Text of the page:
Both Billie and Bill were raised as Catholics, and Dufty felt that they shared enough Irish in their DNA, religious experiences, and senses of humor that despite their very different backgrounds they could work well together. Billie was staying with the Duftys when their son Bevan was born, and she became the child’s godmother.

In the mid-1950s Holiday was in financial trouble: She owed money to her record companies and the IRS, she was still unable to work in New York City nightclubs, and her reputation as an unreliable performer reduced the offers she received from venues in other cities and countries. Books by stars who revealed their afflictions and miseries were then selling well and breaking the hold that publicists had long had on what the public could know about them. Lillian Roth’s I’ll Cry Tomorrow and Diana Barrymore’s Too Much, Too Soon had been successful enough to be turned into movies. Several people had already approached Billie about writing her own book, the latest one a writer from Miami she’d met while appearing at the Vanity Fair Club, but Billie found him impossible to work with, as she had the others. She was especially put off by the writers at Ebony who had ghosted first-person articles under her name and, according to Dufty, had her “sounding like a freshman at Sarah Lawrence.”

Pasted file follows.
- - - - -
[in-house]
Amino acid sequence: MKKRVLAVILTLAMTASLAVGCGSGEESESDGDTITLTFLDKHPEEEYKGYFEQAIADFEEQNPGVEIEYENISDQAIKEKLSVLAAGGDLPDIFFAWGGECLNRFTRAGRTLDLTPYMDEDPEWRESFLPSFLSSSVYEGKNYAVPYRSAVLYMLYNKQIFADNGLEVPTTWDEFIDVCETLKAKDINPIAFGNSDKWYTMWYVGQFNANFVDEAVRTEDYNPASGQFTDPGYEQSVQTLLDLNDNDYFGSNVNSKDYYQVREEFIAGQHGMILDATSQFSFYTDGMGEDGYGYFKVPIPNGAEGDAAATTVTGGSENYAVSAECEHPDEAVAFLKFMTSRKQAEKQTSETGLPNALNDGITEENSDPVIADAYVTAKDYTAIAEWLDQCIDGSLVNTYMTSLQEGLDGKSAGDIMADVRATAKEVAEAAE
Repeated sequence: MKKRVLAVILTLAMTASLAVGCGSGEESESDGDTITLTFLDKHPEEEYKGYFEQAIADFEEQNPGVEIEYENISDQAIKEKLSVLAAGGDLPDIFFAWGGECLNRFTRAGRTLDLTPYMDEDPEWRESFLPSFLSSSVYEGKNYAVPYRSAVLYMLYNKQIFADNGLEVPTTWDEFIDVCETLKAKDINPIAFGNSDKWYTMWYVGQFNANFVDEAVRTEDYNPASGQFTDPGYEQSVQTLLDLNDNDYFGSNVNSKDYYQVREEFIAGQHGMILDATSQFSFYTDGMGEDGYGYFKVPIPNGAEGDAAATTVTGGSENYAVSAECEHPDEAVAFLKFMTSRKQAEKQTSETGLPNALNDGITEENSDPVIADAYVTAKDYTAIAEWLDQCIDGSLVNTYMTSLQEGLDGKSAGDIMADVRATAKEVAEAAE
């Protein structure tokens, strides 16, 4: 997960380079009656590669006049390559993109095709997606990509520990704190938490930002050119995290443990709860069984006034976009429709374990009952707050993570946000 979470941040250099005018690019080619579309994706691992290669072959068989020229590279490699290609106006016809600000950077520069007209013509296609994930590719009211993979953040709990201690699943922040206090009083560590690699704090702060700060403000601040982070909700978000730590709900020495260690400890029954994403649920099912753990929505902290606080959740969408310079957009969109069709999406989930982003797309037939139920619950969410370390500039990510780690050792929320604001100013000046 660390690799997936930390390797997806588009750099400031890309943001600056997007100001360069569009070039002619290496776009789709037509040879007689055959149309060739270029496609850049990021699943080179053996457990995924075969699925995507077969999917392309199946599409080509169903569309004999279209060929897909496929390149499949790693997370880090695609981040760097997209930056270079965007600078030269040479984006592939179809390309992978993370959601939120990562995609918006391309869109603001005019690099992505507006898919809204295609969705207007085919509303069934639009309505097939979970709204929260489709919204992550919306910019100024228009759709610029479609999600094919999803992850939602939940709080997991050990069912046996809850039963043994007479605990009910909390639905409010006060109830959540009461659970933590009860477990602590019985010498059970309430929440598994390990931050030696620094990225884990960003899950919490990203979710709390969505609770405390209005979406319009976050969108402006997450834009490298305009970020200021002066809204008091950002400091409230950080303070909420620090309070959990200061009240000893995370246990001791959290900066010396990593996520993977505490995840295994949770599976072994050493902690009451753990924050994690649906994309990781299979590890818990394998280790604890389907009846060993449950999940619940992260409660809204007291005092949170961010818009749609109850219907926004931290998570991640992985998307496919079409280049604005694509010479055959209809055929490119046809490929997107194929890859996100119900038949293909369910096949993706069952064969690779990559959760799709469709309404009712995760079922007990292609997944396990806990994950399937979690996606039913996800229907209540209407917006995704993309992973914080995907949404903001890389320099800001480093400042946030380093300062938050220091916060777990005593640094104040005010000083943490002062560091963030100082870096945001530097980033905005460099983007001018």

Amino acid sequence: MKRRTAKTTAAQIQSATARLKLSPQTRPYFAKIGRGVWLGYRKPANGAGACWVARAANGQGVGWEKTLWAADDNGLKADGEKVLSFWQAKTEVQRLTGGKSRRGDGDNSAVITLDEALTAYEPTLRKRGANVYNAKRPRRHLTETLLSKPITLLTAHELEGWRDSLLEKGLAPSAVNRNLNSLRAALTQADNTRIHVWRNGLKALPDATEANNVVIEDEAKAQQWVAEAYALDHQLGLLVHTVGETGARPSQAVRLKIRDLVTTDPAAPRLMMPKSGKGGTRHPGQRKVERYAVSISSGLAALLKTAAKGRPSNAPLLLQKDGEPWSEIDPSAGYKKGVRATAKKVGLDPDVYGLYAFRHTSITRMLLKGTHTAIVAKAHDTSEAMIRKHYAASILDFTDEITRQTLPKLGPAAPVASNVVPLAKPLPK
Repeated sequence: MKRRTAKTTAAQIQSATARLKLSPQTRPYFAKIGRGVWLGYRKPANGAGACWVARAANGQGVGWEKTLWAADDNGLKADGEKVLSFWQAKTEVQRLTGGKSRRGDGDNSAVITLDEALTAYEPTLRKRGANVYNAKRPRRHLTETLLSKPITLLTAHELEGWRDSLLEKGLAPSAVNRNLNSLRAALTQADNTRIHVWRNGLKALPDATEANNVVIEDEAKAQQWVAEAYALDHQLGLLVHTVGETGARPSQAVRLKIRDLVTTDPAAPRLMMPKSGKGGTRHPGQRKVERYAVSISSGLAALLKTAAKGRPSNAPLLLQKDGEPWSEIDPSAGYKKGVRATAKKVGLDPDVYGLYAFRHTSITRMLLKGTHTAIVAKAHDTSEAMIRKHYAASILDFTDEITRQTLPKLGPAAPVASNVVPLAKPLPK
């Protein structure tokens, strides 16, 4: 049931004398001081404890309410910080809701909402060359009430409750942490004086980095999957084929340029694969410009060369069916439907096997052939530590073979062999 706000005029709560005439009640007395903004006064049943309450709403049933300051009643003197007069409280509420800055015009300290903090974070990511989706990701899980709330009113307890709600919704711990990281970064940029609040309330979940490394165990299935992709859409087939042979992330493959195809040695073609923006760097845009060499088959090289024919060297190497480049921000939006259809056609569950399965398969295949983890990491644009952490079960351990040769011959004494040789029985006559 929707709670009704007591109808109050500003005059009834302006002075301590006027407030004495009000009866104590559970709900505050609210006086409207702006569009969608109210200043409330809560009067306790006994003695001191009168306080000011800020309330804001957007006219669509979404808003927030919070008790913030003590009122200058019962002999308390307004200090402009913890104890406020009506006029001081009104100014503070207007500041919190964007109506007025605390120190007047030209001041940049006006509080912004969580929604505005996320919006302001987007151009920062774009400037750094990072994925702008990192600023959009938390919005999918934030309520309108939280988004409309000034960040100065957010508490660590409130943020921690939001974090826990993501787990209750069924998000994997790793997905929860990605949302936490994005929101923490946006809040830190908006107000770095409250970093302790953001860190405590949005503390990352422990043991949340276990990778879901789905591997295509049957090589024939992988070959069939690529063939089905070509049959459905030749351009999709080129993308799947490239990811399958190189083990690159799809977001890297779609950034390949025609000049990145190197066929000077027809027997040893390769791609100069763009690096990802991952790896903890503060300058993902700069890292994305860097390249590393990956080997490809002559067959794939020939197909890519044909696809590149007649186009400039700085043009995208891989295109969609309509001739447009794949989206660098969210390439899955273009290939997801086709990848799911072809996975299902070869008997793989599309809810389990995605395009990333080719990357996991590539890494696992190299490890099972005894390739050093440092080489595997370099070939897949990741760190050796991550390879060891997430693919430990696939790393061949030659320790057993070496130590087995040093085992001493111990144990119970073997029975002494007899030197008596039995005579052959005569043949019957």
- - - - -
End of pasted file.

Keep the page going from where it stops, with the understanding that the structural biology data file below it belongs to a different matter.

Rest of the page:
When Billie returned from some performances in Florida in June 1955, Bill began handling correspondence for her, writing to bookers and club owners on her behalf and sometimes finding musicians for her gigs. While she was staying in his apartment, she read a bit of a manuscript he was working on, and they began to talk about it and her own story, and the trouble she had had with previous writers. He suggested that he could write it for her, to which she agreed, and when he asked her how she wanted to approach the project, she replied, “You’re the writer, I’m the singer. You write it.” A contract was drawn up in which she got 65 percent and he 35 percent, with his expenses “securing court records and other data for the work ” to be taken from the first royalties. Billie retained 90 percent and Dufty 10 percent of all other rights. She agreed to work jointly with him and give him her life story. Any differences between the two of them on content and style were to be resolved by the publisher. It was agreed that “no agent or broker brought about the Doubleday agreement.”

With this understanding, they began to get together at regular hours after he came home from work at the Post. Billie made it clear that she did not want to have her conversations recorded on tape. “She would always reprimand you for not paying attention. You had to go along with her way of doing things. That’s just the way she was… She had an air of total dignity, her wit was situational… she was absolutely, defensively, herself… At times it was very frustrating. She wouldn’t be in the mood and would get angry at something I said, and leave my apartment… but as she stepped into the elevator the remarks she made in anger to me would illumine a whole passage.”

John Szwed is Professor of Music and Director of the Center for Jazz Studies at Columbia University. As a jazz musician, he played professionally for more than a decade. He is the author of 16 books, including So What: The Life of Miles Davis, Space is the Place: The Lives and Times of Sun Ra, and Alan Lomax: The Man Who Recorded the World.